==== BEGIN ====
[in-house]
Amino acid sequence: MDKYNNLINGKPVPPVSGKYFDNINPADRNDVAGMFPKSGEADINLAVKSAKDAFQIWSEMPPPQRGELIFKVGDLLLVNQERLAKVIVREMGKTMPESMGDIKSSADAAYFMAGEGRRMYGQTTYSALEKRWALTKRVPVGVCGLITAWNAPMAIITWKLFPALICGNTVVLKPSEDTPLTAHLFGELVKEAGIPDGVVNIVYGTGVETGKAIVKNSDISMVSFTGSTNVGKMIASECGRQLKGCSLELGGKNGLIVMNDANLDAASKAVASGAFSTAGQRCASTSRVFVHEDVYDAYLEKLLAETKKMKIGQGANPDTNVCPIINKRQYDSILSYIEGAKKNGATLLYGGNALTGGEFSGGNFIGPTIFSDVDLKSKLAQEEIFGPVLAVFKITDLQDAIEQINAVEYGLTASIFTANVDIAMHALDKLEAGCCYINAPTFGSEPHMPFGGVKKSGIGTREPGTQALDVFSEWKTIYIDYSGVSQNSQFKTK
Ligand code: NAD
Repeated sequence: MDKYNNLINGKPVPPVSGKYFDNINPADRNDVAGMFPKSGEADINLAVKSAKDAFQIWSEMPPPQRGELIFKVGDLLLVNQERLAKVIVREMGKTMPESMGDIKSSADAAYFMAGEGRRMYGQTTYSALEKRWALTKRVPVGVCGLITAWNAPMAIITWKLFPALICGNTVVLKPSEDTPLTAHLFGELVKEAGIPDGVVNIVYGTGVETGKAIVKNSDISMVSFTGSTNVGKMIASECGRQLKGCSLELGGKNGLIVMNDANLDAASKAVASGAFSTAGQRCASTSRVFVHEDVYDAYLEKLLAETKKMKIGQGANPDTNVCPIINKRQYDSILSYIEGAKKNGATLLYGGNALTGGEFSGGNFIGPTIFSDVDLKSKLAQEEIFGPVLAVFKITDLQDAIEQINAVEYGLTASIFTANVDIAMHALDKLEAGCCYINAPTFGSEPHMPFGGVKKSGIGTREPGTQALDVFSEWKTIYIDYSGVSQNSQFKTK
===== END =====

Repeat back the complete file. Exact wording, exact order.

[in-house]
Amino acid sequence: MDKYNNLINGKPVPPVSGKYFDNINPADRNDVAGMFPKSGEADINLAVKSAKDAFQIWSEMPPPQRGELIFKVGDLLLVNQERLAKVIVREMGKTMPESMGDIKSSADAAYFMAGEGRRMYGQTTYSALEKRWALTKRVPVGVCGLITAWNAPMAIITWKLFPALICGNTVVLKPSEDTPLTAHLFGELVKEAGIPDGVVNIVYGTGVETGKAIVKNSDISMVSFTGSTNVGKMIASECGRQLKGCSLELGGKNGLIVMNDANLDAASKAVASGAFSTAGQRCASTSRVFVHEDVYDAYLEKLLAETKKMKIGQGANPDTNVCPIINKRQYDSILSYIEGAKKNGATLLYGGNALTGGEFSGGNFIGPTIFSDVDLKSKLAQEEIFGPVLAVFKITDLQDAIEQINAVEYGLTASIFTANVDIAMHALDKLEAGCCYINAPTFGSEPHMPFGGVKKSGIGTREPGTQALDVFSEWKTIYIDYSGVSQNSQFKTK
Ligand code: NAD
Repeated sequence: MDKYNNLINGKPVPPVSGKYFDNINPADRNDVAGMFPKSGEADINLAVKSAKDAFQIWSEMPPPQRGELIFKVGDLLLVNQERLAKVIVREMGKTMPESMGDIKSSADAAYFMAGEGRRMYGQTTYSALEKRWALTKRVPVGVCGLITAWNAPMAIITWKLFPALICGNTVVLKPSEDTPLTAHLFGELVKEAGIPDGVVNIVYGTGVETGKAIVKNSDISMVSFTGSTNVGKMIASECGRQLKGCSLELGGKNGLIVMNDANLDAASKAVASGAFSTAGQRCASTSRVFVHEDVYDAYLEKLLAETKKMKIGQGANPDTNVCPIINKRQYDSILSYIEGAKKNGATLLYGGNALTGGEFSGGNFIGPTIFSDVDLKSKLAQEEIFGPVLAVFKITDLQDAIEQINAVEYGLTASIFTANVDIAMHALDKLEAGCCYINAPTFGSEPHMPFGGVKKSGIGTREPGTQALDVFSEWKTIYIDYSGVSQNSQFKTK